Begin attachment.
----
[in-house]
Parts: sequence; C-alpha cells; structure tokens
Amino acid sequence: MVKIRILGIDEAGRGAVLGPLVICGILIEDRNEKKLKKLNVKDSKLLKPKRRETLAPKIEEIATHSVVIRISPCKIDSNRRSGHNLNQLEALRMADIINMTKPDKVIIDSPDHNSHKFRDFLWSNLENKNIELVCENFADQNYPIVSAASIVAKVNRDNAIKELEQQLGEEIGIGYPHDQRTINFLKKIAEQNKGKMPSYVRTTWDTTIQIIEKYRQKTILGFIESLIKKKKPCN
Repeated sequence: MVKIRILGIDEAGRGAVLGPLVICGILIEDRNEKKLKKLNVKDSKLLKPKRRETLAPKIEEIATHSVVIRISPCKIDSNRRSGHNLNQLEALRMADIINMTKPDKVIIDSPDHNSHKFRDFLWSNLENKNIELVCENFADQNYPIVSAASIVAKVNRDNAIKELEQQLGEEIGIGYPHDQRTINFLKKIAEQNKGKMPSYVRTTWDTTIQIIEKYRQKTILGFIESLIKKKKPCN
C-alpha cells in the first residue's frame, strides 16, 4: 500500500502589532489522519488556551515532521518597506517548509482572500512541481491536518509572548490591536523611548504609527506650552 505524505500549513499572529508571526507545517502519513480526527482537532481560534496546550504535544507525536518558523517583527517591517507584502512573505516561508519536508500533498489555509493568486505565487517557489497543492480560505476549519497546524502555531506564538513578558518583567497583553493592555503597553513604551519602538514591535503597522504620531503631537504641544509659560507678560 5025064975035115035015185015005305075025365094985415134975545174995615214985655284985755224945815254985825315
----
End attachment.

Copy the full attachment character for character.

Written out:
[in-house]
Parts: sequence; C-alpha cells; structure tokens
Amino acid sequence: MVKIRILGIDEAGRGAVLGPLVICGILIEDRNEKKLKKLNVKDSKLLKPKRRETLAPKIEEIATHSVVIRISPCKIDSNRRSGHNLNQLEALRMADIINMTKPDKVIIDSPDHNSHKFRDFLWSNLENKNIELVCENFADQNYPIVSAASIVAKVNRDNAIKELEQQLGEEIGIGYPHDQRTINFLKKIAEQNKGKMPSYVRTTWDTTIQIIEKYRQKTILGFIESLIKKKKPCN
Repeated sequence: MVKIRILGIDEAGRGAVLGPLVICGILIEDRNEKKLKKLNVKDSKLLKPKRRETLAPKIEEIATHSVVIRISPCKIDSNRRSGHNLNQLEALRMADIINMTKPDKVIIDSPDHNSHKFRDFLWSNLENKNIELVCENFADQNYPIVSAASIVAKVNRDNAIKELEQQLGEEIGIGYPHDQRTINFLKKIAEQNKGKMPSYVRTTWDTTIQIIEKYRQKTILGFIESLIKKKKPCN
C-alpha cells in the first residue's frame, strides 16, 4: 500500500502589532489522519488556551515532521518597506517548509482572500512541481491536518509572548490591536523611548504609527506650552 505524505500549513499572529508571526507545517502519513480526527482537532481560534496546550504535544507525536518558523517583527517591517507584502512573505516561508519536508500533498489555509493568486505565487517557489497543492480560505476549519497546524502555531506564538513578558518583567497583553493592555503597553513604551519602538514591535503597522504620531503631537504641544509659560507678560 5025064975035115035015185015005305075025365094985415134975545174995615214985655284985755224945815254985825315